We typically think of forestland and farmland as being mutually exclusive. But many indigenous people around the world traditionally have cultivated crops right alongside trees and shrubs, and some sustainable-development advocates believe it’s time to bring back and update these “agroforestry” practices, reports Upstream Journal (Fall-Winter 2010).
Deliberately mixing crops and trees, instead of completely clearing and tilling land to plant a single monoculture crop, offers numerous benefits. Some types of trees can replenish soil, while others produce fruit or livestock fodder. Additionally, agroforestry allows farmers to plant diverse crops, reducing their dependence on international markets and offering them a measure of food and economic security. Finally, agroforestry technologies are cheap.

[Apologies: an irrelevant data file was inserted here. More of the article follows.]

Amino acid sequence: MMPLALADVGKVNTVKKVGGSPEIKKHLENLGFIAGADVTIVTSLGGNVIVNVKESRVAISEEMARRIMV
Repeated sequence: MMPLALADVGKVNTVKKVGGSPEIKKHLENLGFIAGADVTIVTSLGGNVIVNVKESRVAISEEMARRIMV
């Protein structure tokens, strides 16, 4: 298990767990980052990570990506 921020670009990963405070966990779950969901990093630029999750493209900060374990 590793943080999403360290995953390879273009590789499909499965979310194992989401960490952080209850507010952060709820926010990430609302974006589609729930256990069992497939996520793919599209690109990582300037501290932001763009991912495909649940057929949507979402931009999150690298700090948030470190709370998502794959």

International aid organizations and national governments are starting to realize the promise and potential of agroforestry, according to Upstream Journal. The World Bank is investing more resources in it, and advocates hope to convince more governments and public-sector institutions to do the same.
Douglas Jack, project coordinator of the Sustainable Development Corporation, tells Upstream Journal, “The abundance of nature, when humans know how to work with it, is free and very low labor-input, compared with the kind of slavery that we create for ourselves through agriculture.”
This article first appeared in the May-June 2011 issue of Utne Reader.